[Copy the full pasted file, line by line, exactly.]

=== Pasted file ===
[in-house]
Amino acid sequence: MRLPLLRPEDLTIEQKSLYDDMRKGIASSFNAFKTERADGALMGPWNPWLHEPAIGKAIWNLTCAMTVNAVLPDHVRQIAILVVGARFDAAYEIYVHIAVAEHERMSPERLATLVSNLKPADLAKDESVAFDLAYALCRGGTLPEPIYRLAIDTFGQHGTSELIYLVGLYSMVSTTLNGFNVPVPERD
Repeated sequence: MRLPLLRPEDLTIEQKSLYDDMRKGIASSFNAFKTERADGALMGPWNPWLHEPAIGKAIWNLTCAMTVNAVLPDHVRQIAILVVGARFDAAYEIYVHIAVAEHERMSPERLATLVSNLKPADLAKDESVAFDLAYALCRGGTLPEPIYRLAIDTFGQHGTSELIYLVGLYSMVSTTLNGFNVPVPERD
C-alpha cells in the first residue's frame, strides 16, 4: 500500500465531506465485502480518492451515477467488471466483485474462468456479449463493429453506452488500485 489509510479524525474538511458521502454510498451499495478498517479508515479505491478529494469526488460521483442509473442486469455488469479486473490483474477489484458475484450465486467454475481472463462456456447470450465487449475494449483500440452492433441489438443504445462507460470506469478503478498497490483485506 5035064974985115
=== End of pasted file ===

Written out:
[in-house]
Amino acid sequence: MRLPLLRPEDLTIEQKSLYDDMRKGIASSFNAFKTERADGALMGPWNPWLHEPAIGKAIWNLTCAMTVNAVLPDHVRQIAILVVGARFDAAYEIYVHIAVAEHERMSPERLATLVSNLKPADLAKDESVAFDLAYALCRGGTLPEPIYRLAIDTFGQHGTSELIYLVGLYSMVSTTLNGFNVPVPERD
Repeated sequence: MRLPLLRPEDLTIEQKSLYDDMRKGIASSFNAFKTERADGALMGPWNPWLHEPAIGKAIWNLTCAMTVNAVLPDHVRQIAILVVGARFDAAYEIYVHIAVAEHERMSPERLATLVSNLKPADLAKDESVAFDLAYALCRGGTLPEPIYRLAIDTFGQHGTSELIYLVGLYSMVSTTLNGFNVPVPERD
C-alpha cells in the first residue's frame, strides 16, 4: 500500500465531506465485502480518492451515477467488471466483485474462468456479449463493429453506452488500485 489509510479524525474538511458521502454510498451499495478498517479508515479505491478529494469526488460521483442509473442486469455488469479486473490483474477489484458475484450465486467454475481472463462456456447470450465487449475494449483500440452492433441489438443504445462507460470506469478503478498497490483485506 5035064974985115